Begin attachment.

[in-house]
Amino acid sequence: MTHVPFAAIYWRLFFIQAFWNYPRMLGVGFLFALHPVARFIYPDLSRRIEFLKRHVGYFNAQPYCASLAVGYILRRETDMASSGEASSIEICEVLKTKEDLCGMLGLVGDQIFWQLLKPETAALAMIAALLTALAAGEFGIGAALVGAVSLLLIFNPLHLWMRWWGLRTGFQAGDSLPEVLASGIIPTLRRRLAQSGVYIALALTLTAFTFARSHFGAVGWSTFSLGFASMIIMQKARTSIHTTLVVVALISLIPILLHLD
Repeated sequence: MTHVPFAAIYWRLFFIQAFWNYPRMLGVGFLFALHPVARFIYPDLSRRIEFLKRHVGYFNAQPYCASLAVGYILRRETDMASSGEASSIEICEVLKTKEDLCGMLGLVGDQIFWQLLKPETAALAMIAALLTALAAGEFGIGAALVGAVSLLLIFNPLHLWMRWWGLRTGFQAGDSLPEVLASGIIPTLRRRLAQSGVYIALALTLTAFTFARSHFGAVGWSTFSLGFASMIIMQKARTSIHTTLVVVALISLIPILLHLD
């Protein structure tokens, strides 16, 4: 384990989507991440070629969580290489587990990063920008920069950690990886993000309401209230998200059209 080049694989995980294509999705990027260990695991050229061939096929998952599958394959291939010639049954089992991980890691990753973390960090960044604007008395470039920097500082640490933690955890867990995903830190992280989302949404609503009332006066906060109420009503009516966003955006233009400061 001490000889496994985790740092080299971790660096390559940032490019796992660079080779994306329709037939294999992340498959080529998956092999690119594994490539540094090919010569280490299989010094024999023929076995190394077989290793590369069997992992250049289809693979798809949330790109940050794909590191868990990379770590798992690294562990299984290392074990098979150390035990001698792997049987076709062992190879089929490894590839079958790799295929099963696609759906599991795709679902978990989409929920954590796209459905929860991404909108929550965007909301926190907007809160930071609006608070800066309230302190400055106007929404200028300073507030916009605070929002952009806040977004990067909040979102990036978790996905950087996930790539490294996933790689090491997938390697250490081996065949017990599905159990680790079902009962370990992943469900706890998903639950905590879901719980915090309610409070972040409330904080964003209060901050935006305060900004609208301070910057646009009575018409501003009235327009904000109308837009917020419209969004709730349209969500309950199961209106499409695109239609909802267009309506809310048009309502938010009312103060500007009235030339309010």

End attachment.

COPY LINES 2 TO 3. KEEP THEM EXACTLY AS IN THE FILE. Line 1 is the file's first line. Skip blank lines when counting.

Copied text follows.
Amino acid sequence: MTHVPFAAIYWRLFFIQAFWNYPRMLGVGFLFALHPVARFIYPDLSRRIEFLKRHVGYFNAQPYCASLAVGYILRRETDMASSGEASSIEICEVLKTKEDLCGMLGLVGDQIFWQLLKPETAALAMIAALLTALAAGEFGIGAALVGAVSLLLIFNPLHLWMRWWGLRTGFQAGDSLPEVLASGIIPTLRRRLAQSGVYIALALTLTAFTFARSHFGAVGWSTFSLGFASMIIMQKARTSIHTTLVVVALISLIPILLHLD
Repeated sequence: MTHVPFAAIYWRLFFIQAFWNYPRMLGVGFLFALHPVARFIYPDLSRRIEFLKRHVGYFNAQPYCASLAVGYILRRETDMASSGEASSIEICEVLKTKEDLCGMLGLVGDQIFWQLLKPETAALAMIAALLTALAAGEFGIGAALVGAVSLLLIFNPLHLWMRWWGLRTGFQAGDSLPEVLASGIIPTLRRRLAQSGVYIALALTLTAFTFARSHFGAVGWSTFSLGFASMIIMQKARTSIHTTLVVVALISLIPILLHLD